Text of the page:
New Delhi: Prime Minister Narendra Modi on Wednesday took aim at "Harvard Economists", his predecessor Manmohan Singh and quoted the latest GDP figures in a combative defence of Demonetisation.
“Harvard se aaye hue logon ko desh ne dekh liya hai. Jab bhi kuch hota hai Harvard ki degree dikhate hai. Ek taraf Harvard, toh doosre taraf hard work. Desh ne dekh liya hai ki Harvard walon ka arthshastra kitabon me reh gaya hai aur hard work karne walon ka khet me, gaon me, mazdoor ke haathon me panapne lag gaya hai.” The people of this country have seen through those who come from Harvard. Whenever something happens they brandish their Harvard degree. The country has realized that Harvard economics only works in textbooks while those who do hard work are doing it for the villagers and labourers working in the fields” - Modi at the Deoria rally.
This is a reference to international economists who have been critical of demonetisation. Dr. Amartya Sen is the most prominent professor of Indian origin who teaches at Harvard University and is a critic of the move.
“Kya kya bole. Parliament me bola, gaon, galliyon me jaakar chillaya, Bharat barbaad ho jayega. GDP 2% kam ho jayega, koi kehta kisan barbaad, fasal barbaad, berozgaari aajayegi.Daily ek jhoot” What all they said: In Parliament they said; they shouted in the villages and streets that India will be ruined, GDP will reduce by 2% [points]; they said farmers and crops will be ruined and unemployment will increase. Daily one lie.” – Modi at the Deoria rally.
Former Prime Minister Manmohan Singh in Parliament said that Demonetisation would reduce GDP growth by 2 percentage points.
“Kal GDP ke aankde aagaye aur aankdon ne phir ek baar keh diya ki saari duniya me, badi deshon me, tez gati se badhne waala Hindustan hai. Jaise aankde aaye, unki jhoot ka pol khul gaya.” The GDP figures were released yesterday and according to them India is still the fastest growing major economy in the world. Their lies have been exposed.” – Modi in Deoria.
GDP figures released yesterday showed that India grew at 7% in the October-December 2016 quarter and would expand 7.1% in the 2016-17 fiscal year. Modi’s reference to GDP is an attempt to convince UP’s voters that it had no impact on the economy.
“Ek taraf vo hain jo Harvard ki baat karte hain, aur ek taraf ye gareeb ka beta hardwork se desh ki economy badalne me laga hai.”On the one hand are those from Harvard [University] who talk, and on the other hand is this son of the poor who wants to change the country’s economy through hard work. - Modi in Maharajganj.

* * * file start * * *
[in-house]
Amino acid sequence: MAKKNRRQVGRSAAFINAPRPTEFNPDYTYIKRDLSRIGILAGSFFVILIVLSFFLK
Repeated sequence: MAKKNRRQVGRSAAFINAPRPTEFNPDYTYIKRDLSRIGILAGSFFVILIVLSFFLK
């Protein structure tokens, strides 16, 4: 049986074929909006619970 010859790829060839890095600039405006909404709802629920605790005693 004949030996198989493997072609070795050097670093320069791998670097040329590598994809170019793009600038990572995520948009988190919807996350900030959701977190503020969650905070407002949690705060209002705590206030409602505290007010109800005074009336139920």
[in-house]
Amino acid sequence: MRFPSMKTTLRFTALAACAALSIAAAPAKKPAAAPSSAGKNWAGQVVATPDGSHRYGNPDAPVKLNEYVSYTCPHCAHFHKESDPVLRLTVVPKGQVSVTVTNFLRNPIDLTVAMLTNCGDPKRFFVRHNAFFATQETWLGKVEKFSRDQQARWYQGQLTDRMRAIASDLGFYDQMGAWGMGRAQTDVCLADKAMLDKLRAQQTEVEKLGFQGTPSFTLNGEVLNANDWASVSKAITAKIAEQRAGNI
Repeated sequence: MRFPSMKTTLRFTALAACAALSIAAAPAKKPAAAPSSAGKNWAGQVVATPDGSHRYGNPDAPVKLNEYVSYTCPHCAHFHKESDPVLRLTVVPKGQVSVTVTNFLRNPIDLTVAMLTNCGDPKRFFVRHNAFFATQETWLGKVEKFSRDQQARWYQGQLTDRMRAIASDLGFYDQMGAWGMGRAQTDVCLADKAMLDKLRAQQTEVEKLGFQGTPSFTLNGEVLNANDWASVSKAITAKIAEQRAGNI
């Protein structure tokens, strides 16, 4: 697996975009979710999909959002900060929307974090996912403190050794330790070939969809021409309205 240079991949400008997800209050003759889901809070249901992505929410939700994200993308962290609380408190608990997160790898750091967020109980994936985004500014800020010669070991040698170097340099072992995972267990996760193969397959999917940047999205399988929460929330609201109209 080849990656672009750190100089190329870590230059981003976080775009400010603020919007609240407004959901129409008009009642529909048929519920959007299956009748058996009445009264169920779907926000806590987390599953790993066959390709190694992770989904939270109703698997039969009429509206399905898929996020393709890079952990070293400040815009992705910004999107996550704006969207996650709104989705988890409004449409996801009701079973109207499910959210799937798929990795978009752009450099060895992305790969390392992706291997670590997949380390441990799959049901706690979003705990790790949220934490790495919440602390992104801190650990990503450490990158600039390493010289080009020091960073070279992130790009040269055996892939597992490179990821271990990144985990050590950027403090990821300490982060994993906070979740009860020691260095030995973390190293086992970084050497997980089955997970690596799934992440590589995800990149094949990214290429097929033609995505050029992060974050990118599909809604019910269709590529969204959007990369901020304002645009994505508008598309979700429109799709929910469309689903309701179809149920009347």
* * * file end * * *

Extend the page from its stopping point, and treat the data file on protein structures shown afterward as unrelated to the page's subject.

The comments at election rallies indicate an aggressive defence of demonetisation and mocking of critics who have warned of the dangers of the move to invalidate 86% of cash in the economy.
Amartya Sen, a professor of economics and philosophy at Harvard, has termed demonetisation as “Depsotic” and called it Modi’s “Napoleon Moment”. He has also warned that it would have adverse effects.
“Despite notebandi the GDP figures prove that people like you did not let economic growth suffer,” The Prime Minister said. Modi said that the numbers showed that different sectors like mining, electricity and agriculture had posted a healthy growth, which showed that the note ban did not affect growth, as economists said it would.
The Prime Minister also addressed questions raised about the credibility of the data.
“People have been asking whether the numbers are real or not, where have the numbers come from? Our figures have come from the same place they have been coming from for the past 10 years,” he told the audience. “The country wants this kind of an economic model,” the Prime Minister said in Maharajganj.
India’s GDP numbers surprised most analysts and economists. The Ministry of Statistics yesterday released data that suggested that the Indian economy had entirely sidestepped the disruption caused by the invalidation of 500 and 1,000 rupee notes in November.
The data showed that private consumption increased 11% in the last 3 months of 2016. This is the same period that purchases ground to a halt after Demonetisation due to the cash scarcity.